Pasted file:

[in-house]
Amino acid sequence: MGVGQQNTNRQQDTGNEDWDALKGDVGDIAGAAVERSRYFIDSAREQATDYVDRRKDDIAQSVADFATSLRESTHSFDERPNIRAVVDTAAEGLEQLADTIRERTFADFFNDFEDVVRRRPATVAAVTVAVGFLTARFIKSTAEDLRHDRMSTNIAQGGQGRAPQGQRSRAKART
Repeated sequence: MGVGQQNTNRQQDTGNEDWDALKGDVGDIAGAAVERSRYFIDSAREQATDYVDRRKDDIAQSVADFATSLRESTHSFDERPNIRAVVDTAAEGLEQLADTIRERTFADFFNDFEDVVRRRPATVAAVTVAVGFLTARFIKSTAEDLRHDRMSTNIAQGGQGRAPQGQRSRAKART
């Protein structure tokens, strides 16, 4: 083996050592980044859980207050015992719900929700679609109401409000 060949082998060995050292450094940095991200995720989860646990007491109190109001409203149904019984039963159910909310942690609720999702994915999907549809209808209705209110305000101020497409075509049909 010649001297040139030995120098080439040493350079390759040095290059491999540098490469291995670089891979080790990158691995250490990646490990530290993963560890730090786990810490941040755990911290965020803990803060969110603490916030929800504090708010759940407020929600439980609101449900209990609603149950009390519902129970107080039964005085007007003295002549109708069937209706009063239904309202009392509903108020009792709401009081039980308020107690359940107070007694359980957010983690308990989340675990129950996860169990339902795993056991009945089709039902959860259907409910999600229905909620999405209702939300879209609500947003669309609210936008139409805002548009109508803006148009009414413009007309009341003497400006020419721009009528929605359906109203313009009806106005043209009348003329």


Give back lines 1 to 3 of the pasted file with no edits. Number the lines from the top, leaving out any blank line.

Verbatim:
[in-house]
Amino acid sequence: MGVGQQNTNRQQDTGNEDWDALKGDVGDIAGAAVERSRYFIDSAREQATDYVDRRKDDIAQSVADFATSLRESTHSFDERPNIRAVVDTAAEGLEQLADTIRERTFADFFNDFEDVVRRRPATVAAVTVAVGFLTARFIKSTAEDLRHDRMSTNIAQGGQGRAPQGQRSRAKART
Repeated sequence: MGVGQQNTNRQQDTGNEDWDALKGDVGDIAGAAVERSRYFIDSAREQATDYVDRRKDDIAQSVADFATSLRESTHSFDERPNIRAVVDTAAEGLEQLADTIRERTFADFFNDFEDVVRRRPATVAAVTVAVGFLTARFIKSTAEDLRHDRMSTNIAQGGQGRAPQGQRSRAKART